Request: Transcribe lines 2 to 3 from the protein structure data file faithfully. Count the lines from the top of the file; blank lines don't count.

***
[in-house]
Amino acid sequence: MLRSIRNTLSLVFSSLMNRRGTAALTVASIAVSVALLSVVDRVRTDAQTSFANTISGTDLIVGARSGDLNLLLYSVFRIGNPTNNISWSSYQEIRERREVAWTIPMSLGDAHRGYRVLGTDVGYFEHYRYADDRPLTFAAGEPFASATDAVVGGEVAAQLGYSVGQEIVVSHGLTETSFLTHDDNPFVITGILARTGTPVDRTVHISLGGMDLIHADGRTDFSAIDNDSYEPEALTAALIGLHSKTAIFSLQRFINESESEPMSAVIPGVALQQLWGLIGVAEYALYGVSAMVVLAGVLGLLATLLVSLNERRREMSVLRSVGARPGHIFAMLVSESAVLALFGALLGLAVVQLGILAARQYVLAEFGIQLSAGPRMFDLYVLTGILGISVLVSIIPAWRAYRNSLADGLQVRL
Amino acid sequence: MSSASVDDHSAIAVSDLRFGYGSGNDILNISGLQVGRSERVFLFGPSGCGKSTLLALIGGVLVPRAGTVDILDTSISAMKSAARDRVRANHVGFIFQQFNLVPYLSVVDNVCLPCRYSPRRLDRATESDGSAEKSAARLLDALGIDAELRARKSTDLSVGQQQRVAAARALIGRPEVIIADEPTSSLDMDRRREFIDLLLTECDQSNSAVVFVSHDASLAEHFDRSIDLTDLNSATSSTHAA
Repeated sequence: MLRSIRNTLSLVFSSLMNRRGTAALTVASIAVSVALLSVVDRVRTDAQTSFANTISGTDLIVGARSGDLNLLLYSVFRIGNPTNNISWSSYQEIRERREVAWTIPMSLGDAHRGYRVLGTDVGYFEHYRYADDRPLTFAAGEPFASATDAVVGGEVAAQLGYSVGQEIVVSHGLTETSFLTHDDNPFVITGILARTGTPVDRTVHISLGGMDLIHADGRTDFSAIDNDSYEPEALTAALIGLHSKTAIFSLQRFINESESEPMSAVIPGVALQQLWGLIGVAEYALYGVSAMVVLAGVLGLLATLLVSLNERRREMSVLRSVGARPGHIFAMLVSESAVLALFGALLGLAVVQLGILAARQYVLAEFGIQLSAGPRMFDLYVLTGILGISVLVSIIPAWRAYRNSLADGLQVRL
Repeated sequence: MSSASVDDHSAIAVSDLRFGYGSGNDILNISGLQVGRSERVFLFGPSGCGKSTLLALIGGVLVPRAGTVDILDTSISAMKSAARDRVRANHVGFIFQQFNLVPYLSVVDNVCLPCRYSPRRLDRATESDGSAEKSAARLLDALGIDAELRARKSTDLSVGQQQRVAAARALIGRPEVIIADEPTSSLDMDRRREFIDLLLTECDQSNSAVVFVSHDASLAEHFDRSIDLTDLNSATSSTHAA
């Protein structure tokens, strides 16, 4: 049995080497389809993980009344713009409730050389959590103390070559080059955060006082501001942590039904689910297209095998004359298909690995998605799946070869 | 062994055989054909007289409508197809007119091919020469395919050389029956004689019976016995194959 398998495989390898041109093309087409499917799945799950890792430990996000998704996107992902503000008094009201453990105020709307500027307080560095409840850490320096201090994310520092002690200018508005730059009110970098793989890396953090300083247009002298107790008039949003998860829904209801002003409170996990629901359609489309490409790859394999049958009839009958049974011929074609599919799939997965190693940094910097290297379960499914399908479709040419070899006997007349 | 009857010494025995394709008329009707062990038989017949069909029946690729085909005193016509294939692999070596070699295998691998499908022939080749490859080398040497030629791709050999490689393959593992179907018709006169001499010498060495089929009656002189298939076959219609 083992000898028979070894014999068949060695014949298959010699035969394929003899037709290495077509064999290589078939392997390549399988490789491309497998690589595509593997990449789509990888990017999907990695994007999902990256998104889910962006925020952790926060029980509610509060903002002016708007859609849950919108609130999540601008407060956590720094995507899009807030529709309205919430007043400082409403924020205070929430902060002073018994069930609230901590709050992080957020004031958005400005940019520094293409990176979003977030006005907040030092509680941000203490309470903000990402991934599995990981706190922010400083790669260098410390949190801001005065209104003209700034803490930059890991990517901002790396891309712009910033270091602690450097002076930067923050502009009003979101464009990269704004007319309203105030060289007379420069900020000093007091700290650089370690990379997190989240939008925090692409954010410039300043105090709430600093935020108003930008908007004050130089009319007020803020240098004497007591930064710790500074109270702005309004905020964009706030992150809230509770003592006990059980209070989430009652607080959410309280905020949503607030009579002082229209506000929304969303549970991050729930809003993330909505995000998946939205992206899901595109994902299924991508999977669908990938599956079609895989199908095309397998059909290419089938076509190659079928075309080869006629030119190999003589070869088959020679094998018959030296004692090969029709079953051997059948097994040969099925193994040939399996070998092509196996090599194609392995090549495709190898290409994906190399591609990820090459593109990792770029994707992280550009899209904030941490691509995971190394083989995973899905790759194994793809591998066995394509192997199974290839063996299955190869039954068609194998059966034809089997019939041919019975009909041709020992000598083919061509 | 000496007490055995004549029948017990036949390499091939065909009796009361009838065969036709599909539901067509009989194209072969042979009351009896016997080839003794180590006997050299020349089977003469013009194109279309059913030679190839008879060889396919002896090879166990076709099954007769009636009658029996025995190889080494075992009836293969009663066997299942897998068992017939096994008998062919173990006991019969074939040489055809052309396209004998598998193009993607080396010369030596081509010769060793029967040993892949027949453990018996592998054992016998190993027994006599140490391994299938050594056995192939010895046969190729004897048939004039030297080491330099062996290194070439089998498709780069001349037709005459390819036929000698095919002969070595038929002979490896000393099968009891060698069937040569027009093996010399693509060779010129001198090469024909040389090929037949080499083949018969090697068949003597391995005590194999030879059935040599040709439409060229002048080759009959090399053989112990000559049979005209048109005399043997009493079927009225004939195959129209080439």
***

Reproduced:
Amino acid sequence: MLRSIRNTLSLVFSSLMNRRGTAALTVASIAVSVALLSVVDRVRTDAQTSFANTISGTDLIVGARSGDLNLLLYSVFRIGNPTNNISWSSYQEIRERREVAWTIPMSLGDAHRGYRVLGTDVGYFEHYRYADDRPLTFAAGEPFASATDAVVGGEVAAQLGYSVGQEIVVSHGLTETSFLTHDDNPFVITGILARTGTPVDRTVHISLGGMDLIHADGRTDFSAIDNDSYEPEALTAALIGLHSKTAIFSLQRFINESESEPMSAVIPGVALQQLWGLIGVAEYALYGVSAMVVLAGVLGLLATLLVSLNERRREMSVLRSVGARPGHIFAMLVSESAVLALFGALLGLAVVQLGILAARQYVLAEFGIQLSAGPRMFDLYVLTGILGISVLVSIIPAWRAYRNSLADGLQVRL
Amino acid sequence: MSSASVDDHSAIAVSDLRFGYGSGNDILNISGLQVGRSERVFLFGPSGCGKSTLLALIGGVLVPRAGTVDILDTSISAMKSAARDRVRANHVGFIFQQFNLVPYLSVVDNVCLPCRYSPRRLDRATESDGSAEKSAARLLDALGIDAELRARKSTDLSVGQQQRVAAARALIGRPEVIIADEPTSSLDMDRRREFIDLLLTECDQSNSAVVFVSHDASLAEHFDRSIDLTDLNSATSSTHAA